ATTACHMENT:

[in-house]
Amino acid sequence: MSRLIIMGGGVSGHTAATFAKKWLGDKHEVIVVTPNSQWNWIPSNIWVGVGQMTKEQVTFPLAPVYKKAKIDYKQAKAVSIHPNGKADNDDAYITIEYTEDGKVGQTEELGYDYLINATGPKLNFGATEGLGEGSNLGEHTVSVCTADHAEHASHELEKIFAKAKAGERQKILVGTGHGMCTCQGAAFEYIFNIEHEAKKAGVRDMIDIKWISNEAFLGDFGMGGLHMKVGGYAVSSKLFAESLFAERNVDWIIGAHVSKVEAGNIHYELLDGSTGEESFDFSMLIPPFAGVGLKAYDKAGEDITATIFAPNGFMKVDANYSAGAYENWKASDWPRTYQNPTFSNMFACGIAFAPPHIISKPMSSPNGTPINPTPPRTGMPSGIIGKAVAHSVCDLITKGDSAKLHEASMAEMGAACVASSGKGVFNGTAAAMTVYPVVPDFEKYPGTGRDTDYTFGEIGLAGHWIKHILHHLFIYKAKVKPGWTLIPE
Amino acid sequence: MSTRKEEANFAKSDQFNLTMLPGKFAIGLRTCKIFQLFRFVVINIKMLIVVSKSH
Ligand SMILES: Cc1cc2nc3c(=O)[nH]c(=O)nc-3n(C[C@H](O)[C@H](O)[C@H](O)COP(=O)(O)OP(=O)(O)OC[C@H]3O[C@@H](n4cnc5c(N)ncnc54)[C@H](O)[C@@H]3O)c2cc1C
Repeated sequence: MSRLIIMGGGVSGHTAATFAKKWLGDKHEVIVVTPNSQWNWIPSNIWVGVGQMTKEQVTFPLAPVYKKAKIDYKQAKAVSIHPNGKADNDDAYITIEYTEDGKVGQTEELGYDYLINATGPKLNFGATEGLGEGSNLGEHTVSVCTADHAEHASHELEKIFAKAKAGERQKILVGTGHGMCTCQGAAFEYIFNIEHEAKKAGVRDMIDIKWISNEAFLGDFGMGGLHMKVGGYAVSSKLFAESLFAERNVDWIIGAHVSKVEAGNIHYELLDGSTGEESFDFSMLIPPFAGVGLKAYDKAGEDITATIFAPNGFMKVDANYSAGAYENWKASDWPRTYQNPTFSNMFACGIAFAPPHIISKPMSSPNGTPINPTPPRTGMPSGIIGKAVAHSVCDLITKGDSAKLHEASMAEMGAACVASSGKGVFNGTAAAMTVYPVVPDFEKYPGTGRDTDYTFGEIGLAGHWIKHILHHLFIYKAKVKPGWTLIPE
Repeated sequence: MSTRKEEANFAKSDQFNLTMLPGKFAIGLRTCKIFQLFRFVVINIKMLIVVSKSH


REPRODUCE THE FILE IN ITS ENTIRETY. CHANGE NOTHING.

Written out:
[in-house]
Amino acid sequence: MSRLIIMGGGVSGHTAATFAKKWLGDKHEVIVVTPNSQWNWIPSNIWVGVGQMTKEQVTFPLAPVYKKAKIDYKQAKAVSIHPNGKADNDDAYITIEYTEDGKVGQTEELGYDYLINATGPKLNFGATEGLGEGSNLGEHTVSVCTADHAEHASHELEKIFAKAKAGERQKILVGTGHGMCTCQGAAFEYIFNIEHEAKKAGVRDMIDIKWISNEAFLGDFGMGGLHMKVGGYAVSSKLFAESLFAERNVDWIIGAHVSKVEAGNIHYELLDGSTGEESFDFSMLIPPFAGVGLKAYDKAGEDITATIFAPNGFMKVDANYSAGAYENWKASDWPRTYQNPTFSNMFACGIAFAPPHIISKPMSSPNGTPINPTPPRTGMPSGIIGKAVAHSVCDLITKGDSAKLHEASMAEMGAACVASSGKGVFNGTAAAMTVYPVVPDFEKYPGTGRDTDYTFGEIGLAGHWIKHILHHLFIYKAKVKPGWTLIPE
Amino acid sequence: MSTRKEEANFAKSDQFNLTMLPGKFAIGLRTCKIFQLFRFVVINIKMLIVVSKSH
Ligand SMILES: Cc1cc2nc3c(=O)[nH]c(=O)nc-3n(C[C@H](O)[C@H](O)[C@H](O)COP(=O)(O)OP(=O)(O)OC[C@H]3O[C@@H](n4cnc5c(N)ncnc54)[C@H](O)[C@@H]3O)c2cc1C
Repeated sequence: MSRLIIMGGGVSGHTAATFAKKWLGDKHEVIVVTPNSQWNWIPSNIWVGVGQMTKEQVTFPLAPVYKKAKIDYKQAKAVSIHPNGKADNDDAYITIEYTEDGKVGQTEELGYDYLINATGPKLNFGATEGLGEGSNLGEHTVSVCTADHAEHASHELEKIFAKAKAGERQKILVGTGHGMCTCQGAAFEYIFNIEHEAKKAGVRDMIDIKWISNEAFLGDFGMGGLHMKVGGYAVSSKLFAESLFAERNVDWIIGAHVSKVEAGNIHYELLDGSTGEESFDFSMLIPPFAGVGLKAYDKAGEDITATIFAPNGFMKVDANYSAGAYENWKASDWPRTYQNPTFSNMFACGIAFAPPHIISKPMSSPNGTPINPTPPRTGMPSGIIGKAVAHSVCDLITKGDSAKLHEASMAEMGAACVASSGKGVFNGTAAAMTVYPVVPDFEKYPGTGRDTDYTFGEIGLAGHWIKHILHHLFIYKAKVKPGWTLIPE
Repeated sequence: MSTRKEEANFAKSDQFNLTMLPGKFAIGLRTCKIFQLFRFVVINIKMLIVVSKSH